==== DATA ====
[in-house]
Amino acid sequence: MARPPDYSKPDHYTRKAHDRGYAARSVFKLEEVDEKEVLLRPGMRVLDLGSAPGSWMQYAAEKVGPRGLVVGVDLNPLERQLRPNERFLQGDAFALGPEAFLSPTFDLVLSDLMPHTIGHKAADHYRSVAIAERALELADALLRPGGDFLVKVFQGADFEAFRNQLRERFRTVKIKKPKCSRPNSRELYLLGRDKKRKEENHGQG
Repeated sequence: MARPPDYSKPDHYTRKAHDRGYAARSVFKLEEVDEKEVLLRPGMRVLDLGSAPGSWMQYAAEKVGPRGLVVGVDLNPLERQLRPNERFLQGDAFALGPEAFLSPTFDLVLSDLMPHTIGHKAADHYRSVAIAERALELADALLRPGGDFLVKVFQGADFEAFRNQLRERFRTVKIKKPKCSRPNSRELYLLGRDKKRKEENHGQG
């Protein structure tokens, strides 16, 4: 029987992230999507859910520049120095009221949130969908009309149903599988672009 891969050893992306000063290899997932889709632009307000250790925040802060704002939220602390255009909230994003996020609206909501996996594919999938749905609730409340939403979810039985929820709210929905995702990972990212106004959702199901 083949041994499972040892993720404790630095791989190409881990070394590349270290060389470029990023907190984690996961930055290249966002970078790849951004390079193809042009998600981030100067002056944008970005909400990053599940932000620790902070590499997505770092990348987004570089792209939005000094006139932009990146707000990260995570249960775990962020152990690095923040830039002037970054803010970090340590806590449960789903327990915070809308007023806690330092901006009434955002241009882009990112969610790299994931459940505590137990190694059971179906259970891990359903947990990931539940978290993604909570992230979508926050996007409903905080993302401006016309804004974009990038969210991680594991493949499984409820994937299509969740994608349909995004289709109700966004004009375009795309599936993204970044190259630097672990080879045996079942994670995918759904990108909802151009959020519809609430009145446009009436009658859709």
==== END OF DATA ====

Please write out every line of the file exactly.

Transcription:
[in-house]
Amino acid sequence: MARPPDYSKPDHYTRKAHDRGYAARSVFKLEEVDEKEVLLRPGMRVLDLGSAPGSWMQYAAEKVGPRGLVVGVDLNPLERQLRPNERFLQGDAFALGPEAFLSPTFDLVLSDLMPHTIGHKAADHYRSVAIAERALELADALLRPGGDFLVKVFQGADFEAFRNQLRERFRTVKIKKPKCSRPNSRELYLLGRDKKRKEENHGQG
Repeated sequence: MARPPDYSKPDHYTRKAHDRGYAARSVFKLEEVDEKEVLLRPGMRVLDLGSAPGSWMQYAAEKVGPRGLVVGVDLNPLERQLRPNERFLQGDAFALGPEAFLSPTFDLVLSDLMPHTIGHKAADHYRSVAIAERALELADALLRPGGDFLVKVFQGADFEAFRNQLRERFRTVKIKKPKCSRPNSRELYLLGRDKKRKEENHGQG
């Protein structure tokens, strides 16, 4: 029987992230999507859910520049120095009221949130969908009309149903599988672009 891969050893992306000063290899997932889709632009307000250790925040802060704002939220602390255009909230994003996020609206909501996996594919999938749905609730409340939403979810039985929820709210929905995702990972990212106004959702199901 083949041994499972040892993720404790630095791989190409881990070394590349270290060389470029990023907190984690996961930055290249966002970078790849951004390079193809042009998600981030100067002056944008970005909400990053599940932000620790902070590499997505770092990348987004570089792209939005000094006139932009990146707000990260995570249960775990962020152990690095923040830039002037970054803010970090340590806590449960789903327990915070809308007023806690330092901006009434955002241009882009990112969610790299994931459940505590137990190694059971179906259970891990359903947990990931539940978290993604909570992230979508926050996007409903905080993302401006016309804004974009990038969210991680594991493949499984409820994937299509969740994608349909995004289709109700966004004009375009795309599936993204970044190259630097672990080879045996079942994670995918759904990108909802151009959020519809609430009145446009009436009658859709």